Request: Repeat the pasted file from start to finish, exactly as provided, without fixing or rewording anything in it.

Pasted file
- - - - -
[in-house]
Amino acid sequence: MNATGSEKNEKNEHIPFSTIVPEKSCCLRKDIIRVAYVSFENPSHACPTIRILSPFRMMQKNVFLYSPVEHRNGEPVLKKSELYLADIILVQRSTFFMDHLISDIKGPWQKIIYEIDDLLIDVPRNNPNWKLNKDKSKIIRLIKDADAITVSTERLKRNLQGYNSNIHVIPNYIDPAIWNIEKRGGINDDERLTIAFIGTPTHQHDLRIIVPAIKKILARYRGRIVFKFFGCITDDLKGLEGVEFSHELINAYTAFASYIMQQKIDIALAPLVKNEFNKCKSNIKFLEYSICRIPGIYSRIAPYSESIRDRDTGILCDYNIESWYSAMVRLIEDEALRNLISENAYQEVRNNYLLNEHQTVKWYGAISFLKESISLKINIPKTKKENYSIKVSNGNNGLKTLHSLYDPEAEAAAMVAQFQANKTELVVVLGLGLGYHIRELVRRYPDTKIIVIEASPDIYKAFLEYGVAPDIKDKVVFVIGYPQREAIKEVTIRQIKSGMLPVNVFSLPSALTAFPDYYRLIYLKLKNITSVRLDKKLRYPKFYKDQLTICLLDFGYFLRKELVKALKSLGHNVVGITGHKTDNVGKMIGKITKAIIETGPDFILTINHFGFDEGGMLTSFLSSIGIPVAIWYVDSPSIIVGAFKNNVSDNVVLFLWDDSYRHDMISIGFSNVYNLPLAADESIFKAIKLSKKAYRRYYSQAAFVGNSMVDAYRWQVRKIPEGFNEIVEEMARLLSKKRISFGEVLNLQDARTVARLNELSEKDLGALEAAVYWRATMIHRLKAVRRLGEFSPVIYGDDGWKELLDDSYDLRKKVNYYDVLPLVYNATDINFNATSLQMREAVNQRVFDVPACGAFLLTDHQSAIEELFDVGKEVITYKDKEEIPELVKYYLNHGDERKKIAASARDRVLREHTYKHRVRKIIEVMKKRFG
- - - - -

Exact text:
[in-house]
Amino acid sequence: MNATGSEKNEKNEHIPFSTIVPEKSCCLRKDIIRVAYVSFENPSHACPTIRILSPFRMMQKNVFLYSPVEHRNGEPVLKKSELYLADIILVQRSTFFMDHLISDIKGPWQKIIYEIDDLLIDVPRNNPNWKLNKDKSKIIRLIKDADAITVSTERLKRNLQGYNSNIHVIPNYIDPAIWNIEKRGGINDDERLTIAFIGTPTHQHDLRIIVPAIKKILARYRGRIVFKFFGCITDDLKGLEGVEFSHELINAYTAFASYIMQQKIDIALAPLVKNEFNKCKSNIKFLEYSICRIPGIYSRIAPYSESIRDRDTGILCDYNIESWYSAMVRLIEDEALRNLISENAYQEVRNNYLLNEHQTVKWYGAISFLKESISLKINIPKTKKENYSIKVSNGNNGLKTLHSLYDPEAEAAAMVAQFQANKTELVVVLGLGLGYHIRELVRRYPDTKIIVIEASPDIYKAFLEYGVAPDIKDKVVFVIGYPQREAIKEVTIRQIKSGMLPVNVFSLPSALTAFPDYYRLIYLKLKNITSVRLDKKLRYPKFYKDQLTICLLDFGYFLRKELVKALKSLGHNVVGITGHKTDNVGKMIGKITKAIIETGPDFILTINHFGFDEGGMLTSFLSSIGIPVAIWYVDSPSIIVGAFKNNVSDNVVLFLWDDSYRHDMISIGFSNVYNLPLAADESIFKAIKLSKKAYRRYYSQAAFVGNSMVDAYRWQVRKIPEGFNEIVEEMARLLSKKRISFGEVLNLQDARTVARLNELSEKDLGALEAAVYWRATMIHRLKAVRRLGEFSPVIYGDDGWKELLDDSYDLRKKVNYYDVLPLVYNATDINFNATSLQMREAVNQRVFDVPACGAFLLTDHQSAIEELFDVGKEVITYKDKEEIPELVKYYLNHGDERKKIAASARDRVLREHTYKHRVRKIIEVMKKRFG